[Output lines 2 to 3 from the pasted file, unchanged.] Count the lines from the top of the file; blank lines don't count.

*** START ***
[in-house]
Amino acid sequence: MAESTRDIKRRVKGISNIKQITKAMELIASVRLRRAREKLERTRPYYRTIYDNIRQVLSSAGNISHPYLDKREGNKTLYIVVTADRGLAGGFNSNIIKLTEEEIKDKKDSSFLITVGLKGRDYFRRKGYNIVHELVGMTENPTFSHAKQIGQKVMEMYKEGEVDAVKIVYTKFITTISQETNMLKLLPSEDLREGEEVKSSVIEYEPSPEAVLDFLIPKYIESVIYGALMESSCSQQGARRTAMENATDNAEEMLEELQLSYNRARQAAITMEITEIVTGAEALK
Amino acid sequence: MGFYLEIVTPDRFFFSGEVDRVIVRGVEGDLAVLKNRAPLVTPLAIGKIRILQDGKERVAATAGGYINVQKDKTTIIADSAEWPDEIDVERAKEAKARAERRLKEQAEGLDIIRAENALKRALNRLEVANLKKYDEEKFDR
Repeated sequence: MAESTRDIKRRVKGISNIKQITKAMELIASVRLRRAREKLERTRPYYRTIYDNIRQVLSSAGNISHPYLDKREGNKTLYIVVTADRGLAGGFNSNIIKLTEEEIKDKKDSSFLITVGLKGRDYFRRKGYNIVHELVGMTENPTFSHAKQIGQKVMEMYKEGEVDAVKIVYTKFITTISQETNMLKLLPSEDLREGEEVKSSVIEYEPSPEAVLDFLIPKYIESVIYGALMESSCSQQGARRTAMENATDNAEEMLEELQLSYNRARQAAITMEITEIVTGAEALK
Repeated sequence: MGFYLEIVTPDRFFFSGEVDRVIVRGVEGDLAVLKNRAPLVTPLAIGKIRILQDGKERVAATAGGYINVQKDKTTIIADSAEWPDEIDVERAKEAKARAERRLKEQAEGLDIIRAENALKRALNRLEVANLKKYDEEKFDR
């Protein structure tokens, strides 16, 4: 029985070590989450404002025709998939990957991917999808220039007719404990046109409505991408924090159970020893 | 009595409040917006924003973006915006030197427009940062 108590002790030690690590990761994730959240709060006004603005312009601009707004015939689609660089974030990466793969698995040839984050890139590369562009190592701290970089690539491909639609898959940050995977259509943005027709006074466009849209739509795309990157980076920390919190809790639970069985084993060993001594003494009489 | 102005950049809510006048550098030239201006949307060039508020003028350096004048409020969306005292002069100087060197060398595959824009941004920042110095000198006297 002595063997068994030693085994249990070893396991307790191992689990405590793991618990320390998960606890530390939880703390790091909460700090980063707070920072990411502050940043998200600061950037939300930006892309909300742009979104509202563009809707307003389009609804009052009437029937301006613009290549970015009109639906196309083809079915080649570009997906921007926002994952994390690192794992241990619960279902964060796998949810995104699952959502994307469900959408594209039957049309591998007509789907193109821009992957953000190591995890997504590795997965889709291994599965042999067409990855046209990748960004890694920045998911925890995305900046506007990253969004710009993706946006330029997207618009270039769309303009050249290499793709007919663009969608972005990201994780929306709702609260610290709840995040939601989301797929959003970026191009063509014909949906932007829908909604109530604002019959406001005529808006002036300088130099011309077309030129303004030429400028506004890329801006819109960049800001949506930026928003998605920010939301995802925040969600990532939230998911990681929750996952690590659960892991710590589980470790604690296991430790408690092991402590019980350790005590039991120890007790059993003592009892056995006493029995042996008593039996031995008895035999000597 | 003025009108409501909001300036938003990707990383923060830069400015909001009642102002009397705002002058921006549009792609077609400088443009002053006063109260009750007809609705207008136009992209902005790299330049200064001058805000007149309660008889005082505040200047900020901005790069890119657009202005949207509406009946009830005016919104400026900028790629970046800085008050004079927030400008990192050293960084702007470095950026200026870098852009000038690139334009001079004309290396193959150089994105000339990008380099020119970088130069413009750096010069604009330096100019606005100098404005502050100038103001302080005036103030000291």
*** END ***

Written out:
Amino acid sequence: MAESTRDIKRRVKGISNIKQITKAMELIASVRLRRAREKLERTRPYYRTIYDNIRQVLSSAGNISHPYLDKREGNKTLYIVVTADRGLAGGFNSNIIKLTEEEIKDKKDSSFLITVGLKGRDYFRRKGYNIVHELVGMTENPTFSHAKQIGQKVMEMYKEGEVDAVKIVYTKFITTISQETNMLKLLPSEDLREGEEVKSSVIEYEPSPEAVLDFLIPKYIESVIYGALMESSCSQQGARRTAMENATDNAEEMLEELQLSYNRARQAAITMEITEIVTGAEALK
Amino acid sequence: MGFYLEIVTPDRFFFSGEVDRVIVRGVEGDLAVLKNRAPLVTPLAIGKIRILQDGKERVAATAGGYINVQKDKTTIIADSAEWPDEIDVERAKEAKARAERRLKEQAEGLDIIRAENALKRALNRLEVANLKKYDEEKFDR